The Retail Diversification Dilemma Of Stick Or Twist?

By 30th August 2016 August 16th, 2019 Uncategorised
Shopping Centre Aerial View

Should brands stick vehemently to what they know or is there space outside of their comfort zone?

Let’s look at this role of finding that space to diversify.

Marie Claire has recently expanded into bricks and mortar (in partnership with Ocado) and the new Fabled flagship store in London’s West End. Amazon has also announced its reach of a fresh food service, AmazonFresh to Amazon Prime members in 128 London postcodes.

2016 has been a year of dipping the brand toe into new areas, or in some cases, out of them.

Let’s discuss with our ongoing Resolution Interiors team viewpoint. This month includes the thoughts of Mike Langley (Sales & Marketing Director), Samantha Hunnybun (Project Coordinator, German Stores), Martin Worley (Commercial Manager) and Pippa Saunders (Marketing Manager).

 

Retail Diversification Works When You Understand Your Customer Base

“Being in the right place at the right time is key,” highlighted Martin. “It all comes back to the principals of knowing who your customer is and they know what you stand for.”

Pippa continues, “Take for instance a brand such as the Midcounties Co-operative. This is a brand where values are centred on a community with its roots originating during the industrial revolution of the 19th century.”

“Over the years we have seen a diverse portfolio include energy, travel, funerals to childcare. With multiple shareholders, strong regional values become key to the introduction of new product lines. The success of a diversification strategy also comes down to trust from a targeted audience.”

“You have to continually stay true to the essence of your brand and the promise that you make to others.”

Whilst association with a brand’s values and their DNA can enable opportunity, diversifying too far can mean losing authenticity.

Mike looking at Tesco’s journey added, “When you keep you brand promise strong, people make an association, such as the ‘every little helps strapline.’ However, by diversifying into new areas with new partners where the main focus is to amortise the cost of substantial rental fees, it doesn’t always work.”

Having been bought for £49 million in 2013, Tesco have recently sold its loss making Giraffe restaurant chain as they continue to dispose of non-core assets. “A different product to an existing audience has to have the right fit. This example highlights that when you move away from the core business, it doesn’t always work.” Mike claimed.

In the words of Tesco’s Chief Executive, Dave Lewis, “As we stabilise in the UK, we continue to focus on where we can best serve the needs of our customers, while ensuring our business remains sustainable for the long term.”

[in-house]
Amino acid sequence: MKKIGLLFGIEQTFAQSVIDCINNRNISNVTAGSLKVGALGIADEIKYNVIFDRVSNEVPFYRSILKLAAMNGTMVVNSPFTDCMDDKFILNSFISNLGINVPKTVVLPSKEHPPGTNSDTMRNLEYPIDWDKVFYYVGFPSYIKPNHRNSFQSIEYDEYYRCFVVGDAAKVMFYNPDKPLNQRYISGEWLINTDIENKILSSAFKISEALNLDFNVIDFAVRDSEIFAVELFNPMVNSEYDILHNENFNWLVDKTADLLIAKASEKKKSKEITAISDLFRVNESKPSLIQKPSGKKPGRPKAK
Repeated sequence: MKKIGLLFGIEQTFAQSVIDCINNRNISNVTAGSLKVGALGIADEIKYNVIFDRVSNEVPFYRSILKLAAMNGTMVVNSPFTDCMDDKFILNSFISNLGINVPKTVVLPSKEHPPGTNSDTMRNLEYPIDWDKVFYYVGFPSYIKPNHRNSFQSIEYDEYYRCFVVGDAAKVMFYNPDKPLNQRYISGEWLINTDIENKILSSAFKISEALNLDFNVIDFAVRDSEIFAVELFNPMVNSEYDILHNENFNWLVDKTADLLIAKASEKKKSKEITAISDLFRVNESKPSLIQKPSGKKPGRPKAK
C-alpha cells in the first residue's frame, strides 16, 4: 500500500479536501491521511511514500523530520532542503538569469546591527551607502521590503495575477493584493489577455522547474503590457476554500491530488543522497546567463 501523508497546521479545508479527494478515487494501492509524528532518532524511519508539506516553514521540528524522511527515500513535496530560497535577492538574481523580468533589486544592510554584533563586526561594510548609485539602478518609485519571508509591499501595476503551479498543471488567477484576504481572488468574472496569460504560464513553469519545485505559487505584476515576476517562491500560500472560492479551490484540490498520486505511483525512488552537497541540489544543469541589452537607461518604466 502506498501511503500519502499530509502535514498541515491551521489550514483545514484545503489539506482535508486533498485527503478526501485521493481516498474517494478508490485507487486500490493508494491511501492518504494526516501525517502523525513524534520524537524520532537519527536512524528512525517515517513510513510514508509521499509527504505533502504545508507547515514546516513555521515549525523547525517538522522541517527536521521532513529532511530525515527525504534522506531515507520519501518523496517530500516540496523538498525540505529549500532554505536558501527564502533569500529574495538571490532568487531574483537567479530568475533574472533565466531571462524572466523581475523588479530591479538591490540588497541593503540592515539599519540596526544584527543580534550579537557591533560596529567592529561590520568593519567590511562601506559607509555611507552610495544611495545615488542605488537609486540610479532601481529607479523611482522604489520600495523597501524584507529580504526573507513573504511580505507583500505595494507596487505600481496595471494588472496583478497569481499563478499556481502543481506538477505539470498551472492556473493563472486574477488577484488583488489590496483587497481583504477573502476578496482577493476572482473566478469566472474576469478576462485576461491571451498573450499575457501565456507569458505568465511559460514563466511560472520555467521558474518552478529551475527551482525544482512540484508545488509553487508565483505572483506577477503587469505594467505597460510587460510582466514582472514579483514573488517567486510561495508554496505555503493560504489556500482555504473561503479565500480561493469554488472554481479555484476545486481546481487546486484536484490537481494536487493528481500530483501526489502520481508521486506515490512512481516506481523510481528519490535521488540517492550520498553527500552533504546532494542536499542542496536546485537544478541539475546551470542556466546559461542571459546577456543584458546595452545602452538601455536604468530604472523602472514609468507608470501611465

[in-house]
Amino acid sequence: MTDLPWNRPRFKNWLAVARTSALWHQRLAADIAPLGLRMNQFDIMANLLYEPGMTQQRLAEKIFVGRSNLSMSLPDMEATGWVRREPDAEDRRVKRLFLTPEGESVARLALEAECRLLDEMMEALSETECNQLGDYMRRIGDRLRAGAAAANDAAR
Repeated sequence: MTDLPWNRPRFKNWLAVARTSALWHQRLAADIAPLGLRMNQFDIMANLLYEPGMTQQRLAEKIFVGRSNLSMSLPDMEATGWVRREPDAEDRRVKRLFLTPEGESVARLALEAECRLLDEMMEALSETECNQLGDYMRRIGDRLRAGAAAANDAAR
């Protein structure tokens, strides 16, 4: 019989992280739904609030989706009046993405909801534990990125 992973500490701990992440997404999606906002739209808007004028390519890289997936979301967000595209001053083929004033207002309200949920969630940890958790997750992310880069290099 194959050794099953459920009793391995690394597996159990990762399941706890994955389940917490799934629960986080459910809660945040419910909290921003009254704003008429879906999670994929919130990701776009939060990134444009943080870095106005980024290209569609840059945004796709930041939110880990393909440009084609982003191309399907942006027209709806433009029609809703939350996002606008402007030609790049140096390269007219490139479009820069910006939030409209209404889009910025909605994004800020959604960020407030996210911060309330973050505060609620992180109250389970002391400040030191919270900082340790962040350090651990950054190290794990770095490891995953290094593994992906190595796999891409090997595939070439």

Clear Values Makes It Easier For Retail Diversification

Samantha highlighted, “When brands perfect what they know, it becomes easier.”

Pippa included, “When you perfect what you know, you add value to someone else. This helps brands have a direct relationship with an audience.”

“The Ted Baker & Moore store in East London, represents a brand who knows who they are. When they opened the store last year selling cycling equipment to eyewear, it didn’t feel unnatural.”

“If we are looking at a formula where diversification works,” highlighted Martin, “this equates to brand value versus brand presence. If a brand wants to be seen in a particular store, then there has to be a good fit, as well as footfall. For instance, look at what Vogue is currently achieving with their pop up café in The Village, Westfield.”

 

When New Product Lines Compliment The Main Source

When it comes to new product lines there has to be an understanding of the existing customer base. More importantly it serves a purpose.

Since 2012, the NHS has offered its Any Qualified Provider (AQP) scheme. This allows the public to receive selected health services for free from approved providers. This provided Specsavers with a new product opportunity which complimented its core business and could drive substantial growth, whilst also strengthening their brand value.

“When a brand sees a gap in the market and there is a customer fit, it can become a sensible addition,” added Mike.

New areas to explore have provided opportunity for other brands.

In 2013, HMV collapsed under £176m of debt and closed 80 of its 223 stores. In the past year the retailer has made a turnaround by bands performing live in their shops to promote their new albums.

“What this represents is the opportunity to excel in categories that were once staid but to reinvigorate and to do something better,” claimed Pippa. “As we have highlighted in previous articles, brands can now create destinations. When you introduce new product areas, that are relevant and timely, you can bring a brand back to life.”

 

Lets Round Up

The success of an approach to diversify starts and ends with the customer.

Brands are effectively clubs where people like to feel associated. As trust builds over time, then extension into new areas has to benefit the existing customer base and to build a further sense of kinship.

When a brand deviates from what they promised, this is when trust is lost. Brands who lose out are those who stretch themselves too far.

A brand that is closest to the consumer, will be the one who can gauge development into new areas.